60 Years Ago, 2 Boys Met And The Beatles Began
Sixty years ago, two young musicians happened upon each other in Liverpool, England, in a meeting that would change the course of popular music forever.
It was July 6, 1957. John Lennon, then 16, was playing with his skiffle group The Quarrymen at a church garden party in the midst of a stultifying heat wave. Paul McCartney, 15, was in the crowd, wearing a white sports jacket with a pink carnation.
In the documentary The Beatles Anthology, McCartney remembers the spectacle of Lennon strutting around in a checked shirt, "and sort of blondish kind of hair, little bit curly, [sideburns], looking pretty cool. And he was playing one of these guitars — guaranteed not to crack, not a very good one — but he was making a very good job of it."
The Quarrymen performed "Come Go With Me" by The Del-Vikings, and though Lennon clearly didn't know the words, he adapted lyrics from blues songs instead. That ingenuity impressed McCartney, who met Lennon after the set. Backstage, McCartney played Eddie Cochran's "Twenty Flight Rock," which in turn impressed Lennon — perhaps in part because McCartney actually knew all the lyrics.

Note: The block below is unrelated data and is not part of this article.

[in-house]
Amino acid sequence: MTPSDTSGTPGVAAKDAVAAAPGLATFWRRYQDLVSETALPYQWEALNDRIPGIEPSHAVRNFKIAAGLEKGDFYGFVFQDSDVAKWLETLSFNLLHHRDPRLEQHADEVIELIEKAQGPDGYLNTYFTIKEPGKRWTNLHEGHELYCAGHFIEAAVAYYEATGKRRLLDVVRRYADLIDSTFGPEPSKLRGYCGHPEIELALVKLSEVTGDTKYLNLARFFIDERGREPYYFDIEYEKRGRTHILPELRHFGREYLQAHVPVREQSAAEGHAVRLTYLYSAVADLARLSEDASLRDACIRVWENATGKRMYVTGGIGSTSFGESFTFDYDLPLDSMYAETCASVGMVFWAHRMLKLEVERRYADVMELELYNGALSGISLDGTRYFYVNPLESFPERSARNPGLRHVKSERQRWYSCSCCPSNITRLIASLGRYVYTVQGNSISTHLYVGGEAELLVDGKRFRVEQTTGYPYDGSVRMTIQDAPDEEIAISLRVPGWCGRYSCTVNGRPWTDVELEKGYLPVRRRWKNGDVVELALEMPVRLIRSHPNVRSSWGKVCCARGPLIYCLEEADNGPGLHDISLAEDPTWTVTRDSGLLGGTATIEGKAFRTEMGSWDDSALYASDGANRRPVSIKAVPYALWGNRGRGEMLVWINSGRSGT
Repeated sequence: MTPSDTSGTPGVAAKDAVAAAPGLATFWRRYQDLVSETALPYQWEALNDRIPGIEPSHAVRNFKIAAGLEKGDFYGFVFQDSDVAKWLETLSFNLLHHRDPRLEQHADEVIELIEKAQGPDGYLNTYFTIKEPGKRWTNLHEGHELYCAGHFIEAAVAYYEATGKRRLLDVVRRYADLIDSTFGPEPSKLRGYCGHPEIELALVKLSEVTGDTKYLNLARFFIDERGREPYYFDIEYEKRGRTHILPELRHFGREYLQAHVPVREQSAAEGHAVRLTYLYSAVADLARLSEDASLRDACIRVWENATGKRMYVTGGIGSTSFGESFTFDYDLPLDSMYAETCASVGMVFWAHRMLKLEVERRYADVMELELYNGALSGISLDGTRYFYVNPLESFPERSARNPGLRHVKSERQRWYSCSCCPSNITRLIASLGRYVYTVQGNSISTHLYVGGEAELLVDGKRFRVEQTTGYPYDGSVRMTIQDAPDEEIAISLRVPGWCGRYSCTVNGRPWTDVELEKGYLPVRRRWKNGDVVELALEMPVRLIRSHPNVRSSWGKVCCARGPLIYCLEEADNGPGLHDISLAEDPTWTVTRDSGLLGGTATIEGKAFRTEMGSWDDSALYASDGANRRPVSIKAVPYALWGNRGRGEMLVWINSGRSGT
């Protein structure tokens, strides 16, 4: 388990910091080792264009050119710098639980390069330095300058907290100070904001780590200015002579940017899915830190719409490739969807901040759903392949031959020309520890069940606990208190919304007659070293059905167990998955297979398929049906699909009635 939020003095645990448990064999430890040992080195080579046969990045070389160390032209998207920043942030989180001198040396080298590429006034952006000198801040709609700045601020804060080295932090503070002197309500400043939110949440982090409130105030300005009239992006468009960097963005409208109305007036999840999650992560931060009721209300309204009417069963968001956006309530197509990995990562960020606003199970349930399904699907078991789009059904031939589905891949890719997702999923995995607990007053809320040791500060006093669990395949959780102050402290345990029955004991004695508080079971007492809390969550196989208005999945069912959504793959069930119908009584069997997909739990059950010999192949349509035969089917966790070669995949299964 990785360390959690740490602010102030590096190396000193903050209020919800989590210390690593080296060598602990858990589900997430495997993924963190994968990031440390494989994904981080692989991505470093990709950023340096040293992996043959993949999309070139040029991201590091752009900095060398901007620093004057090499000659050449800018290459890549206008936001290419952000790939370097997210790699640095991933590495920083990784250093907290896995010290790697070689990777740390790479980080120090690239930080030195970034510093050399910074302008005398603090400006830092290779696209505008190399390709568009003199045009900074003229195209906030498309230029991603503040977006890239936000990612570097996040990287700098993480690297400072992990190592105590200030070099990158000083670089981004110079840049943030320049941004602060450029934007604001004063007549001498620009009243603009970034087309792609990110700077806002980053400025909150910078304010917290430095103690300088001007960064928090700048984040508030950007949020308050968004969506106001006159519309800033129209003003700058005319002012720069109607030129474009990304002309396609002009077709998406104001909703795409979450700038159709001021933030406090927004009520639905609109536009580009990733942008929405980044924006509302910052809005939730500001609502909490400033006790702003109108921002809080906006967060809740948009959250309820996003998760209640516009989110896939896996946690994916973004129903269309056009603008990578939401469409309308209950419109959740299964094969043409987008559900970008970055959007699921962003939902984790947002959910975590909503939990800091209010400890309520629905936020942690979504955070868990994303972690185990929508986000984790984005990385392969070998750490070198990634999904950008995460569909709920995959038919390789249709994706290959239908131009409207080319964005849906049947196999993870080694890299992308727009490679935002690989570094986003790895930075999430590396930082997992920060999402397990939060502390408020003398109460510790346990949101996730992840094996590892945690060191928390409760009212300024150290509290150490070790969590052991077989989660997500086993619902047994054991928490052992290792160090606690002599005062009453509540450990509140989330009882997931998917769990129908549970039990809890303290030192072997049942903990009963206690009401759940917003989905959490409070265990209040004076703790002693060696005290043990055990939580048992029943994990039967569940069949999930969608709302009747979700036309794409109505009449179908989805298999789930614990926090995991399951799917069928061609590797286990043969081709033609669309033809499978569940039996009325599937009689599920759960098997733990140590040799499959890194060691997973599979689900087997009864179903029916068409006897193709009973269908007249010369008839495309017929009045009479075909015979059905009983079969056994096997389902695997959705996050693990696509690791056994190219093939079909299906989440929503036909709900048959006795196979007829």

Later, Lennon remembered being uncertain about partnering with such a strong musician, who might challenge his leadership in the group. But that hesitation was short-lived. "I turned around right then on first meeting and said, 'Do you want to join the group?' And I think he said yes the next day," Lennon said, as quoted in The Beatles Anthology.
Though they wouldn't take the name The Beatles for another three years, that meeting between two boys on a sweltering summer afternoon kick-started a creative partnership that yielded nearly 200 songs valued at close to a billion dollars. Right now, the 50th anniversaries of The Beatles' most famous albums are arriving in quick succession: Revolver last year, Sgt. Pepper's Lonely Hearts Club Band earlier this year and, in 2020, Let It Be.
To think such a storied career all comes back to one moment: that chance encounter one afternoon in a Liverpool church hall.
Web intern Karen Gwee contributed to this story.
Copyright 2020 NPR. To see more, visit https://www.npr.org.